Teenage parenthood is by no means a new social phenomenon. Historically, women have tended to begin childbearing during their teens and early twenties. During the past two decades the U. S. teenage birthrate has actually declined (Polit and others, 1982). In the late 1950s, 90 out of 1000 women under 20 gave birth as compared with 52 out of 1000 in 1978. Several factors contribute to the current attention focused on teenage pregnancy and parenthood.
There is currently a large number of young women in the 13 to 19 age range, so that while the birthrates are declining, the absolute number of teenagers is increasing.
These statistics do not distinguish between intentional and unintentional pregnancies, or pregnancies occurring in or out of wedlock. From the 1978 figures, only one in six pregnancies concluded as births following marriage, and eight in ten premarital teenage pregnancies were unintended. The declining birthrate is not consistent for all teenagers: among those 14 or younger, the birthrate is increasing. These trends are occurring at a time when contraceptives are increasingly available to teenagers as a means of avoiding unwanted pregnancy. The evidence documenting the unfavorable consequences of unintended teenage pregnancy and teenage parenthood, whether intended or not, has continued to mount. There is an unmistakable and dramatic trend away from teenagers giving their children up for adoption.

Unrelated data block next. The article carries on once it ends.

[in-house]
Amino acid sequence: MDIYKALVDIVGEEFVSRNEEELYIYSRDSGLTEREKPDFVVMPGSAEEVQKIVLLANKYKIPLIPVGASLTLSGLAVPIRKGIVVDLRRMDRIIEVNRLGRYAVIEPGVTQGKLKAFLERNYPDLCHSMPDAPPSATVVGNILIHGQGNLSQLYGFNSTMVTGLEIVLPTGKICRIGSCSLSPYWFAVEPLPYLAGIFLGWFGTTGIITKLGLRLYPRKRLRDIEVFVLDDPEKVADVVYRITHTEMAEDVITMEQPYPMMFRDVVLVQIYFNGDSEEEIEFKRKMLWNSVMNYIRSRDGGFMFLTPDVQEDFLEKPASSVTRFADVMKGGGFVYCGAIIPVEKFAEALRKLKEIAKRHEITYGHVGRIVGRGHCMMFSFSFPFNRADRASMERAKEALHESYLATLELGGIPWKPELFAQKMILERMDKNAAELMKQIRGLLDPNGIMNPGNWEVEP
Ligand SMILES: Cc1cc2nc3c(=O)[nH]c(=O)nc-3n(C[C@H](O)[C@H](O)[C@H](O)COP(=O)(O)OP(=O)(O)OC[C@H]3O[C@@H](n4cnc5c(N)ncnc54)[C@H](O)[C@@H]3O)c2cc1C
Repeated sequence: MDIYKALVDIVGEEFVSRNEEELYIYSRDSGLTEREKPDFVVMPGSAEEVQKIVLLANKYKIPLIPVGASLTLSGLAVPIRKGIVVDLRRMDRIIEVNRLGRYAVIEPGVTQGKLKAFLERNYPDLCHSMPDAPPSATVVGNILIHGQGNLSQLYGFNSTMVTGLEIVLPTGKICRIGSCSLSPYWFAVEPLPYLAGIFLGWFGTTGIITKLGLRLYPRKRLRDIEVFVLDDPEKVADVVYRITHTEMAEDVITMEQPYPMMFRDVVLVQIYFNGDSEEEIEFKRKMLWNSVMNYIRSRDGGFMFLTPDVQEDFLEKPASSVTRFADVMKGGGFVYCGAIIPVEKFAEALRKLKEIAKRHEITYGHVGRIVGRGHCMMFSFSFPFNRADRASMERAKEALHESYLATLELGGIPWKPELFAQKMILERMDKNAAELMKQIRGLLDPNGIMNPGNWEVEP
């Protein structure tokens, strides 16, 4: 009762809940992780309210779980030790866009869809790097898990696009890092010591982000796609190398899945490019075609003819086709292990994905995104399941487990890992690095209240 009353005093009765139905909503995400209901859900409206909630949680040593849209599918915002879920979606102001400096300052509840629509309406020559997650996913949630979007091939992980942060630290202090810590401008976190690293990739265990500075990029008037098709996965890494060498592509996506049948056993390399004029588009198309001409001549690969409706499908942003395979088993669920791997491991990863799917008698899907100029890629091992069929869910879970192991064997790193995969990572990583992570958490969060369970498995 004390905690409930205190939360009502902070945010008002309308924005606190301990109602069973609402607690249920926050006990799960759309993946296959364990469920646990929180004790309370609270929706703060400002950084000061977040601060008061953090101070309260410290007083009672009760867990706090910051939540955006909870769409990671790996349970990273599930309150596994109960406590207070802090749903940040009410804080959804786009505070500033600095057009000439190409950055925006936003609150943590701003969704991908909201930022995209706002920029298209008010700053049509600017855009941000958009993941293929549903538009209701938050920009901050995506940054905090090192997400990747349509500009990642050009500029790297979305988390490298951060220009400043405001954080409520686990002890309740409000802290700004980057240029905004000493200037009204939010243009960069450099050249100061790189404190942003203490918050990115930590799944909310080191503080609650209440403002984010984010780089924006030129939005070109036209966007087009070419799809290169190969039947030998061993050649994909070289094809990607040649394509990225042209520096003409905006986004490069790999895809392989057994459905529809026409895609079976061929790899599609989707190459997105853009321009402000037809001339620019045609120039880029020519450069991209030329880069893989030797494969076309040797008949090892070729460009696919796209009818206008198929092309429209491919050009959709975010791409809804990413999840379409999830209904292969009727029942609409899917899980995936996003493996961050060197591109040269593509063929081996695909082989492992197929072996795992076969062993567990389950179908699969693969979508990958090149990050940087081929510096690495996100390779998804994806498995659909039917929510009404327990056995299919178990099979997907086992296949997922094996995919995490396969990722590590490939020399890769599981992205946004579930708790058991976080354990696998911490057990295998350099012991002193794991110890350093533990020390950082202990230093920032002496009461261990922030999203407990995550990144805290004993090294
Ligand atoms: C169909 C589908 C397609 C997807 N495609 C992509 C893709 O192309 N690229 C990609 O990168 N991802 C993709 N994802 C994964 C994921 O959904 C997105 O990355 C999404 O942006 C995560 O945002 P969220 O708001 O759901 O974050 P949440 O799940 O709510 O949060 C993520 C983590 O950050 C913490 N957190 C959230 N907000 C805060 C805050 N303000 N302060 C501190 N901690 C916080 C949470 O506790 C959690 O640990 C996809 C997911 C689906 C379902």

- 1 Teen Pregnancy?
- 1.1 Causes and Prevention of Teenage Pregnancy
- 1.2 Teenage Pregnancy Rate
- 1.3 Teenage Birthrate
- 1.4 Repeated Unintentional Pregnancies
- 1.5 Teenage Contraception
- 1.6 Sex Education
Causes and Prevention of Teenage Pregnancy
Lack of time
Parents should spend time with kids. Sitting down with your child and helping with homework you may prevent teen pregnancy? yes it’s true. Even if your teen is not a shining academic star, she has alternatives. Get to those band and choral concerts, make it to the talent show, attend Friday night football games with your kids. Show them you care about their education.
Low self-esteem is among the causes of teen pregnancy. Children who are not shown love and affection from parents will seek it out with their peer group. Many adolescents report feeling pressured by their peers to have sex before they are ready.
Families with two parents in the home have a lower incidence of teen pregnancies. However, even as a single parent, you can still extend the love, affection, and care your child needs. As a single parent you have less time for yourself, but your child needs a positive role model.
Lack of supervision before teens are ready for independence is one of the causes of teenage pregnancy. Adolescents push boundaries. Look, I know it is easier to let your kid go hang at the mall or wander around an outside shopping area than it is to lay down the rules and stick by them. But if they aren’t at the mall for something specific, they have no business being there.